While we were in Washington, Grandpa Tony and Grandma Renee were always very gracious hosts. They planned fun activities for us, fed us good food, and took care of Elena when Jenny and I wanted a little break. In addition, they provided us with lovely acommodations–Elena even had her own room. We couldn’t have asked for anything more.
Early in our visit, Tony invited me to go shooting. On Friday, a day or two later, we headed to the Kennewick Hole in the Wall indoor firing range. I started out with a nine millimeter handgun, then moved on to a .22 rifle. With both of them, I managed to hit the target almost all the time. Then Tony moved me up to a gun that he said would impress people if I told them about it–the .44 Desert Eagle. Apparently, even non-shooters know about this gun, possibly because of its appearance in some shoot-em-up video games. In any case, it had quite a kick, so my accuracy went down, but I was still able to hit the target. I was ready to go before long, and I’m afraid that the trip didn’t achieve Tony’s goal: I had a good time, but I have no greater desire to own a gun now than I did before we went shooting.
The next day was very food-oriented. After Jenny and I went for a morning run with Elena, we all packed up and headed to IHOP for brunch. I had a big stack of butterscotch pancakes, while Jenny opted for an omelet. Tony and Renee both chose Hawaiian-inspired pancakes. We did have one small incident: grandpa Tony tried to give Elena some whipped cream, but was reprimanded by Jenny and Renee. He didn’t know that babies aren’t supposed to be fed dairy products until they’re a year old.
In the evening, we had a barbeque for family and Jenny’s friends that still live in the area. We were happy to see the Couches and hear all their dog stories, as well as Jenny’s high school friend Chris and his family, which included their brand new baby. Paul and his family came, and Elena got to meet some second cousins–the children of Tony’s brother Gabe. The older kids played on a slip-n-slide and with some other water toys, and all the food was just right.
After my trip to Atlanta, we kicked things into high gear, so that we could do all the things we wanted to before we left. Renee wanted to pit me against Tony in a battle of Seinfeld trivia, care of Scene-It. Sadly, the game didn’t quite live up to expectations. Jenny, however, showed that she is a true Seinfeld expert.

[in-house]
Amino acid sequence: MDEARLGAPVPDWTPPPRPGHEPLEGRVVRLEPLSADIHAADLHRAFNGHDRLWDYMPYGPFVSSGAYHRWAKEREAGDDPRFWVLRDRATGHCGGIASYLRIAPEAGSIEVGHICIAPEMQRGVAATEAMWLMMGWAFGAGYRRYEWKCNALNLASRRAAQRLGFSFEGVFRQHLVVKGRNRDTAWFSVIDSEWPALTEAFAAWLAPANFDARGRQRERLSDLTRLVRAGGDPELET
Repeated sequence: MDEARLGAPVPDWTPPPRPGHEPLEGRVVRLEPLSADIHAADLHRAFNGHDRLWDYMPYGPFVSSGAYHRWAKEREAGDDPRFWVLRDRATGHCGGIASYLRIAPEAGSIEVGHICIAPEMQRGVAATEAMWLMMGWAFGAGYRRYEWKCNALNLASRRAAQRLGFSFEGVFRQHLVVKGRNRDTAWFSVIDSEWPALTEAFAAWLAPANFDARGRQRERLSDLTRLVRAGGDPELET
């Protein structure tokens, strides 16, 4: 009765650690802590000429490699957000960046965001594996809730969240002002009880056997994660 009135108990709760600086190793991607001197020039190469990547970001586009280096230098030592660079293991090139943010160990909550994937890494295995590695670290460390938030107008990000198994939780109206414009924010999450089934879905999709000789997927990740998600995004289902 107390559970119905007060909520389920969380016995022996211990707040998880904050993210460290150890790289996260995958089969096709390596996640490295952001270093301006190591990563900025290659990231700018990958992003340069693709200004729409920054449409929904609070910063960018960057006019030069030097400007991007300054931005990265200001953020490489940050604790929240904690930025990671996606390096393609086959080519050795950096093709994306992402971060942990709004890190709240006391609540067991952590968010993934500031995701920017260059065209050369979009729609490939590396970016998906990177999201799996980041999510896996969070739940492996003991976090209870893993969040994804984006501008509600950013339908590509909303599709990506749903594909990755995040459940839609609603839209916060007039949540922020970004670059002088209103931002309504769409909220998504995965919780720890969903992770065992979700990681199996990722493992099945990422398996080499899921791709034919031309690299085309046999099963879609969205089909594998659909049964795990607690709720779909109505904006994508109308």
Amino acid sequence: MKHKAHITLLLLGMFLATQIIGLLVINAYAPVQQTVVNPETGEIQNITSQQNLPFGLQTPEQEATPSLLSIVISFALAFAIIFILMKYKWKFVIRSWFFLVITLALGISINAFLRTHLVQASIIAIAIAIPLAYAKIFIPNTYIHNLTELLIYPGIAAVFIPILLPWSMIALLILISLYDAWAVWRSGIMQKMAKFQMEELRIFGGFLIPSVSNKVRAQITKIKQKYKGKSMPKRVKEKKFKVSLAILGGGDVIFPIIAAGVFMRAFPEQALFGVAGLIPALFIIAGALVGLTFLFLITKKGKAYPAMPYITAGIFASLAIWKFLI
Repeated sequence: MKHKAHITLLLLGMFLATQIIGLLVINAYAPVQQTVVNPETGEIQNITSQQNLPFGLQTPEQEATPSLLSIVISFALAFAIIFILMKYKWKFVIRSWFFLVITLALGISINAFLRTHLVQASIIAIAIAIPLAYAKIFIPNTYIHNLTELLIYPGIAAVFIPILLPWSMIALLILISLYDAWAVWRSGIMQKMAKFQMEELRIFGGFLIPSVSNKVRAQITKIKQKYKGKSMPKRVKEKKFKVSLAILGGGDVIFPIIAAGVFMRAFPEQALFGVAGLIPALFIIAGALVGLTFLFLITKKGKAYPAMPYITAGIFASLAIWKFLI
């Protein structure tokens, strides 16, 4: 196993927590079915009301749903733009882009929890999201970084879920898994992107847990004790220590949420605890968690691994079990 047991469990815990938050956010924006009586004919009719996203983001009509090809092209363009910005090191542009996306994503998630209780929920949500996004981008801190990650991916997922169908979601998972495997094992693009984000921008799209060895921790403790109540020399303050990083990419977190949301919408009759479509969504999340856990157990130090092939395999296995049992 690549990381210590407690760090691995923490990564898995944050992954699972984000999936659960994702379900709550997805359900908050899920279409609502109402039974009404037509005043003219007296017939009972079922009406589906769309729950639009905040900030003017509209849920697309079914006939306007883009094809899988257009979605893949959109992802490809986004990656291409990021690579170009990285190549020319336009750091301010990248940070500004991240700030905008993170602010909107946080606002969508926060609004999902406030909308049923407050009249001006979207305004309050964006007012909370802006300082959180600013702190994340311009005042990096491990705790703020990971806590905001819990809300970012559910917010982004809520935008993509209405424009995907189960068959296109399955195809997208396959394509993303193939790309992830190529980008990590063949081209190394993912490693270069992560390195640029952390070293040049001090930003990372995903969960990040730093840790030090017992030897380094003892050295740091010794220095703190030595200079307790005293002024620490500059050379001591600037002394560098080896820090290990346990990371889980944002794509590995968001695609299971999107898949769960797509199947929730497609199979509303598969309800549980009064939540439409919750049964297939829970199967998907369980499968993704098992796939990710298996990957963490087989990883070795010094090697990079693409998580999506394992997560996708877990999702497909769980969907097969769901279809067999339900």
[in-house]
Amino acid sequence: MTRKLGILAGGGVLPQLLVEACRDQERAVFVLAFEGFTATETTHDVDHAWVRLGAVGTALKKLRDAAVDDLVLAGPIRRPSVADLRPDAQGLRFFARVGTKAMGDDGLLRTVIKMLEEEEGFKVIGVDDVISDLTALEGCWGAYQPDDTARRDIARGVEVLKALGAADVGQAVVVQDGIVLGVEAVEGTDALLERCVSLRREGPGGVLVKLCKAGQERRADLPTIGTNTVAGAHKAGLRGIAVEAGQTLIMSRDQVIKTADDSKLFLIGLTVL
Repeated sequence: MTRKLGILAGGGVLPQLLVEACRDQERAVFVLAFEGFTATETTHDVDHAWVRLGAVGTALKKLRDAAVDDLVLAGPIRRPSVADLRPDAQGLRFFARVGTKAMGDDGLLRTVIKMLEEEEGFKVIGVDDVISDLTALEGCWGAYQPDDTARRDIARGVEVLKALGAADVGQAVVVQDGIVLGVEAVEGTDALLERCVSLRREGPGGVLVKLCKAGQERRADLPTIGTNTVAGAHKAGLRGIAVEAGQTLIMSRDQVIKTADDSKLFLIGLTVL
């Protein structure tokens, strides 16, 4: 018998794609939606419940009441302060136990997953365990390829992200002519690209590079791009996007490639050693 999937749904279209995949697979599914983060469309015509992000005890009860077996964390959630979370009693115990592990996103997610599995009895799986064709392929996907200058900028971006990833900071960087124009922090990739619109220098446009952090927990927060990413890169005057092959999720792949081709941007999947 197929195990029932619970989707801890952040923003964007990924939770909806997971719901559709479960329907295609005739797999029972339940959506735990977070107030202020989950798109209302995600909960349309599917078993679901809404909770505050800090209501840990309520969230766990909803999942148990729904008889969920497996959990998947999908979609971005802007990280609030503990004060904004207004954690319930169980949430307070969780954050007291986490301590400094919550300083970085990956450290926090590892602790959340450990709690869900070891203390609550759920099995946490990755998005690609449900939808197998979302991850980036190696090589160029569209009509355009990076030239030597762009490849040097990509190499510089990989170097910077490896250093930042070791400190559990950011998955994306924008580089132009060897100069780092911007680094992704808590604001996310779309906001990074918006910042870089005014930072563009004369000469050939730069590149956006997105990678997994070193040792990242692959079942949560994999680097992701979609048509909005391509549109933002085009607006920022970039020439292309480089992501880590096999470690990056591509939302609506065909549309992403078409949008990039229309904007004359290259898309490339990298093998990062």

Another much-anticipated event was our trip to a Mexican bakery. A few times we had eaten what Renee called ‘porquitos’ for dessert–they were sort of a soft gingerbread cookie in the shape of a pig. In my mind, porquitos were one of the lesser delights of the Mexican bakery. I focused in on the donuts as big as my face. Jenny picked up a dessert empanada. I think that it was my first empanadas ever, but I hope it won’t be my last.
We wanted to show our thanks somehow, and Tony gave me one opportunity to use my technical expertise. He wanted a wireless network in the house, and asked me to recommend the appropriate equipment. Right after visiting the bakery, we stopped by the WalMart and picked up a wireless router. It was easy to choose, and easy to set up in the house–mostly a plug and play job. I was glad to be of use.
All of a sudden the day before our departure, Grandpa Tony offered to give us a GPS unit for our trip home. They said to consider it an early Christmas present. It caught me off-guard when they asked me to pick something out because this is the kind of thing I usually research for months before making a decision. I got to work and quickly narrowed down my options, then decided on a Garmin Nuvi. We found a good deal on at Best Buy, and after one unsuccessful trip (they had just closed), picked it up on the morning of our departure. It served us well on our trip back to Utah, and has been very useful back here in Texas.